Wednesday, August 3, 2011

Sleep-inducing "brownies": the new "bath salts"?

Posted By on Wed, Aug 3, 2011 at 6:00 PM

My favorite convenience store sells about four different kinds of "anti-energy" drinks. They're based loosely on the idea of drank, lean, sizzurp, or whatever you want to call codeine-laced soft drinks (with a hint of, say, grape Jolly Ranchers) — basically cough syrup, and maybe booze, and candy. The "safe" versions are Monster-sized cans of "EXTREME RELAXATION BEVERAGES" — with melatonin, Valerian root, chamomile and rose hips (cute!). One brand, Drank, has a slogan: "Slow your roll."

Based on this arbitrary crackdown on snacks called Lazy Larry, I fear Drank's days may also be numbered.


What is the fate of our ... comfortable-looking, cake-shaped friend? Not good, looks like...

Kim Edward LeBlanc with LSU's Health Sciences Center School of Medicine told WWL-TV's Tania Dali that the brownies use melatonin as a food additive — a big FDA no-no. The FDA sent this letter to the Memphis-based HBB LLC, which produces Lazy Larry brownies, and wrote, "It is the responsibility of a manufacturer to ensure that foods the firm markets are safe and otherwise in compliance with all applicable legal and regulatory requirements."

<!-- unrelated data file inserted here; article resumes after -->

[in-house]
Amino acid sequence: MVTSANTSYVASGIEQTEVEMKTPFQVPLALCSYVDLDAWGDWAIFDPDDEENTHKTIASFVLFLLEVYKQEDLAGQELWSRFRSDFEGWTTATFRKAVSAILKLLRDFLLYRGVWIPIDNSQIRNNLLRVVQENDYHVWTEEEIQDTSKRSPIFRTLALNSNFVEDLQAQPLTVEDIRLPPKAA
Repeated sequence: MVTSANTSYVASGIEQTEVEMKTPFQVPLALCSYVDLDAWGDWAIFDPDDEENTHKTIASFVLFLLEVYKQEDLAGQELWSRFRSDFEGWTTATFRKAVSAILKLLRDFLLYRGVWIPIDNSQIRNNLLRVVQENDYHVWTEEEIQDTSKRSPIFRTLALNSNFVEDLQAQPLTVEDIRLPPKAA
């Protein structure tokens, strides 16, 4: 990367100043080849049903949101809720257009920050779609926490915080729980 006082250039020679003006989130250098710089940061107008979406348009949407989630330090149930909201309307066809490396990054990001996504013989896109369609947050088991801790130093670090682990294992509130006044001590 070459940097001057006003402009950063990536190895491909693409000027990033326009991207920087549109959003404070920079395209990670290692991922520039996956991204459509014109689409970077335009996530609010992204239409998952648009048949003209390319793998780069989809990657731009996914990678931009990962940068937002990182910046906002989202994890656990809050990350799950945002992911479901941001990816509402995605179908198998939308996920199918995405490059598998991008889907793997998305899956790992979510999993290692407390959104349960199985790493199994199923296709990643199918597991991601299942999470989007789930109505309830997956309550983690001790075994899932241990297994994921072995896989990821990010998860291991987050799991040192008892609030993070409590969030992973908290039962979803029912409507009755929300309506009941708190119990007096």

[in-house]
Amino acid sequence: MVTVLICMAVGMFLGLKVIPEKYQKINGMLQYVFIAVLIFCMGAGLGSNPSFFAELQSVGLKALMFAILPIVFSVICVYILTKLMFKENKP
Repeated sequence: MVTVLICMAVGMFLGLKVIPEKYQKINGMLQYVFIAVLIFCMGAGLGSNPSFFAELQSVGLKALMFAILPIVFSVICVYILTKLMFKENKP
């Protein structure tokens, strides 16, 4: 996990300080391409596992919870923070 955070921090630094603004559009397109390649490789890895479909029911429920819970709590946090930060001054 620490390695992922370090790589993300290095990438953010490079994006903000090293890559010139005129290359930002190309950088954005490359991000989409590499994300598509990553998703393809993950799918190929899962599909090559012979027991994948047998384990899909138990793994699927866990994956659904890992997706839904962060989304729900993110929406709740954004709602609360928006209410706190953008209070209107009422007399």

As of last Thursday, HBB has two weeks to respond.

The market for "non-drug" highs is dwindling in Louisiana. At least its shelf life is. "Bath salts" and "incense" had a brief run before being run out of state by Gov. Bobby Jindal and lawmakers. But just last month, Jindal signed another measure to ensure anyone caught with the "fake" drugs land in the same boat as Schedule I users — anyone caught with pot, cocaine and ecstasy, among others. That measure followed Jindal's emergency ruling in January that outlawed the manufacture or sale of bath salts.

Now the latest target (essentially, synthetic pot brownies) is the subject of "weird American stuff!" Daily Mail coverage, and NPR checked it out back in March — according to that report, poison control centers had more 5,000 melatonin-related calls in 2009, though most calls concerned children.

The snacks do, however, prominently feature a warning label. Sensitive adults take note:


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